"Girl on fire"


Kayda Aziz on music, teaching and Beyonce…

Khaleda Aziz or ‘Kayda’ – as many would know her – is no stranger to the urban Malaysian music scene. You might have seen/heard her perform the hit song “Go hard, or Gostan”. Who would have thought that Datuk Sheila Majid (Malaysia’s queen of jazz) can actually inspire her daughter to build a career in the rap/hip-hop. When we caught up with Kay Kay recently, we found out that she wears more than one hat. Besides her music, she happens to be a kindergarten teacher too!

You started out with hip hop music. Where did the hip hop influence come from?
I was so used to pop jazz growing up because my mother sings a lot of it. The hip hop scene was definitely something fresh for me when I first discovered it – being exposed to my mother’s musical environment and all. One day I saw Too Phat on TV and thought ‘Wow!’, I really dig what I was listening to. Then I discovered the likes of Mizz Nina, Arabyrd etc. At that time I wasn’t too familiar with old school hip hop but I decided to give it a try, so I started practising with songs from international female rappers. I honestly chose to start of as a hip hop artist in hopes that I wouldn’t have to be compared to my mom. But people are still comparing and there’s not much that I can do but to just embrace it. In a way I’m still discovering myself, still trying to find my artistic sound.

Although you are still relatively new in this industry, what is your take on the local music scene?
I would say there’s not enough support in the local music industry and that people are easily influenced by the hype. You sort of have to be internationally recognised first before you get recognised in your own country – either that or you have to die first for people to appreciate you, like my mother always say. We have so many great talents here who work hard but they’re so underrated. But on the other hand, I’m grateful cause I’m sort of already born into it. When I was little, I followed my parents around for work so I’ve seen how things function from the beginning. I am privileged enough to get to know a lot of people from the industry.

Do you think people expect you to be as successful as your mother?
Yes. It’s probably a lie if I tell you I don’t care about what people think. But of course we try not to please everyone and make ourselves feel like crap. Those are the things I’m still learning – I’m learning how to differentiate if the opinion of others are relevant enough to me or not.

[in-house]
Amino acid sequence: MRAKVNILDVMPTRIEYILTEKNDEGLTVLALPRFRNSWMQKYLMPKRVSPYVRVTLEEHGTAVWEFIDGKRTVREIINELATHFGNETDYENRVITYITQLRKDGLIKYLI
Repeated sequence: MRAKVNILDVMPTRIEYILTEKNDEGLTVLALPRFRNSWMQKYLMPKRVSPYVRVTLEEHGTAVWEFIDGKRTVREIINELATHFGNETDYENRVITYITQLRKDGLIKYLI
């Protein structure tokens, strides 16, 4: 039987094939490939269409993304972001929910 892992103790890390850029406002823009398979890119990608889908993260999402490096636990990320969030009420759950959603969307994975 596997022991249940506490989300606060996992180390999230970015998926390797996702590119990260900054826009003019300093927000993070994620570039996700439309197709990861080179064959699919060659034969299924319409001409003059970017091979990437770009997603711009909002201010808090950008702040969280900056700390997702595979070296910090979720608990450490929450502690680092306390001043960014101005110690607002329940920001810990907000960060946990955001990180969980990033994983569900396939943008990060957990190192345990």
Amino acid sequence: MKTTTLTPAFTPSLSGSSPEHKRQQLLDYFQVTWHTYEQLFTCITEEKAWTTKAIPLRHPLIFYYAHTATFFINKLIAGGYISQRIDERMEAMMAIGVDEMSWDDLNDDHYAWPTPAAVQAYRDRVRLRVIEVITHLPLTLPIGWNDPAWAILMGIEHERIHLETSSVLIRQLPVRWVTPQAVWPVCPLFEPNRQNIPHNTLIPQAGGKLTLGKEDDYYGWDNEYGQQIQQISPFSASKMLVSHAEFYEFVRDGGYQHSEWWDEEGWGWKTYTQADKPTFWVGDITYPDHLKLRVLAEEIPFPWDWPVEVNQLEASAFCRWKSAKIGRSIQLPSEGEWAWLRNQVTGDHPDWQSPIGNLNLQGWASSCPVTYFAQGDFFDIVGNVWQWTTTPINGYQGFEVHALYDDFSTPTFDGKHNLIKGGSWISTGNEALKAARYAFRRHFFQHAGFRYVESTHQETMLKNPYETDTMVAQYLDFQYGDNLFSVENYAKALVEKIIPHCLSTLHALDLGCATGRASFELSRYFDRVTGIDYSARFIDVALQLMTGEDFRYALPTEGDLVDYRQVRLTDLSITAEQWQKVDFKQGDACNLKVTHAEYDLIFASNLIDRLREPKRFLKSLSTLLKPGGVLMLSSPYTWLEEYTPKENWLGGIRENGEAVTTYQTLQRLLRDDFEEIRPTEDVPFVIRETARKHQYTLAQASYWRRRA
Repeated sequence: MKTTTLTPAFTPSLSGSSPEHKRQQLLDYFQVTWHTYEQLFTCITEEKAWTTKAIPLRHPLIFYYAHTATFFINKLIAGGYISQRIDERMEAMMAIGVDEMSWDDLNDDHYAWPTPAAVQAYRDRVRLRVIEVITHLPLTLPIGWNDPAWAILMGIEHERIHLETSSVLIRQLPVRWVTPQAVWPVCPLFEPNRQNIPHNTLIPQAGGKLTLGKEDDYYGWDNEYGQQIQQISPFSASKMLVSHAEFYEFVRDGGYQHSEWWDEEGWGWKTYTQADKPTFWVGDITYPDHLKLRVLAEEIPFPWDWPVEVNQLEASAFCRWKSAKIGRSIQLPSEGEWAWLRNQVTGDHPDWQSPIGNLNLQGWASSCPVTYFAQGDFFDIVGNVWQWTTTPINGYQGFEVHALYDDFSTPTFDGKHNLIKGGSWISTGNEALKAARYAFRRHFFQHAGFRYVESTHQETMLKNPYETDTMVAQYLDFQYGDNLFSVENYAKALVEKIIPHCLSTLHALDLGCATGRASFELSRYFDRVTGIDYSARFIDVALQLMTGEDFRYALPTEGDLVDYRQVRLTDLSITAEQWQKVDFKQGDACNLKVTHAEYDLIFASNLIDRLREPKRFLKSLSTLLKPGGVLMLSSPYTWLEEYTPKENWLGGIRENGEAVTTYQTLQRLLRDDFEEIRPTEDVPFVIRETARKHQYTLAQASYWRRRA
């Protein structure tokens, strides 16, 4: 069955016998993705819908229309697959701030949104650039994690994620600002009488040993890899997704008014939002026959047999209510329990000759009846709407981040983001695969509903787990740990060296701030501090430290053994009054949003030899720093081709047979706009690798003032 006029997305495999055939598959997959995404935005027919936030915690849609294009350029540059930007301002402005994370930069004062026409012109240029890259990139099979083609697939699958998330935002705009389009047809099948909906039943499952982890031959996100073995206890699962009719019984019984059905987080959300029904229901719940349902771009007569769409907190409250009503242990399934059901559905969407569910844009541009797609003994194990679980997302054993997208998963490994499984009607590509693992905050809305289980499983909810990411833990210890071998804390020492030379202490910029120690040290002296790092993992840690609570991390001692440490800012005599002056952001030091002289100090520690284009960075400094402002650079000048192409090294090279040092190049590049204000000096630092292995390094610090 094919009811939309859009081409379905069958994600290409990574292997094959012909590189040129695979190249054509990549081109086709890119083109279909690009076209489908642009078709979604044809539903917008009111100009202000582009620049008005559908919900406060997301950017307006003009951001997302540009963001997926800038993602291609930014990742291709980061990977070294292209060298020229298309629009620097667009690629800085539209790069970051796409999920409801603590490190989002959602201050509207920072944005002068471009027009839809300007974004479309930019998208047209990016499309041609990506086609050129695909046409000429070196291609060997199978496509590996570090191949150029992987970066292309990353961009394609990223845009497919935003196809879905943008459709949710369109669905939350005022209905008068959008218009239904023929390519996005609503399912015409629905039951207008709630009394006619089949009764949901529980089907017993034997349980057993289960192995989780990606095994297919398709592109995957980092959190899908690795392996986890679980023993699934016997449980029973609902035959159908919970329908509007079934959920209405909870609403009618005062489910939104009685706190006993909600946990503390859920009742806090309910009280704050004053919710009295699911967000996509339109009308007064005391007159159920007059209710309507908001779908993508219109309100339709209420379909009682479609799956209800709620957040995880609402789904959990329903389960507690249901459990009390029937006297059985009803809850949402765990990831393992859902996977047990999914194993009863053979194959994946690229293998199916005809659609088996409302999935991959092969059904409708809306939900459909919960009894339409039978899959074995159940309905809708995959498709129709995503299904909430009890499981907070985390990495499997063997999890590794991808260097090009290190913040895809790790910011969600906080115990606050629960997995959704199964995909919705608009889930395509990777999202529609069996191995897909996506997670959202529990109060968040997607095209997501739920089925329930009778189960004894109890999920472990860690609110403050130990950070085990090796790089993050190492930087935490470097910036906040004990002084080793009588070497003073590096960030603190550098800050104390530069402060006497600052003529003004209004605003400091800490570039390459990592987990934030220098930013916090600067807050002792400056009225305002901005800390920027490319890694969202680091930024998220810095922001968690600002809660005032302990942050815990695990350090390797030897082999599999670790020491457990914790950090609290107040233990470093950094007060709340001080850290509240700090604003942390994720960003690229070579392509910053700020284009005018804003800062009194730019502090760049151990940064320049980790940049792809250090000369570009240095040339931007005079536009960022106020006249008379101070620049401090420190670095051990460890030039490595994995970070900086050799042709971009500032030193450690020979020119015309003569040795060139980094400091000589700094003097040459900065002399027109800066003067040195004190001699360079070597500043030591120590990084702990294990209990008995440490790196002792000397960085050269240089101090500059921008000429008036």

What is the best advice your mother gave you?
My mother always told me, if you want to do music, do it whole heartedly. My parents only care if I do something that can make me happy and if I can make ends meet. I really enjoy what I do. I may not be earning that much now but then again I still have a lot to learn. People have their own shot of opportunities. I might be successful by the time I turn 40 but who cares? I’m still going to be successful. In anything you do, you just got to stay consistent. Be open to take constructive criticism to improve yourself too.

So, you are a teacher as well. How did that come about?
At the beginning of my career, I realised I can’t depend solely on my music for finances. In our generation we can’t just depend on one income so I listed down my other interests and analysed what I can do. I like music, I like fashion. I have worked in the fashion industry but it wasn’t really my cup of tea. I like children, and I’m good with them. So when my lecturer encouraged us to teach at a refugee school in my final year at uni, I thought I’d give it a shot. Turns out, I really like it. Who knows maybe one day I can open up my own school?

What is the best part about being a teacher?
I teach toddlers, and these kids always have something funny to say – you know, kids being kids. So it makes my job fun. Even if you were to scold them they wouldn’t take it personally. I think of them as my little brothers and sisters. If you love kids you will have patience with them.

Do they listen to your songs?
They do! They would tell me stuff like ‘teacher I saw your music video last night!’.. It’s so cute to have young supporters.

Can you share with us this obsession you have with Beyoncé?
What’s not to like! She’s very driven. I’ve never seen a person who works so hard like her, she’s a visionary. When she wants to do something, she will give her all to it. The woman doesn’t stop, even after having a kid. She may not have a lot of number one hits but it’s all the other things that make her one of my role models.

Have you watched her live?
Yes I did, in Jakarta and Singapore. It still feels like a dream. Now my goal is to catch her LIVE in the United States.
Like Sasha Fierce, do you have an alter ego on stage?
Yes I do, but I don’t have a name. Unless you want to call me Sizezero – my instagram name.

What are you most afraid of?
Still being single at 40. I’m generally a scaredy cat. My mom actually said she had to endure 14hours of labour pain before delivering me. That is how scared I was to even come out and see the world!

​Your ultimate goal in life would be?
I would want to be an extremely influential individual that people could look up to in both teaching and music related areas. I want to be able to contribute many things to the society. If given the chance, I would love to be the special envoy for United Nations High Commissioner for Refugees – like Angelina Jolie. Currently, I’m working on how to get there by doing a lot of volunteer work.

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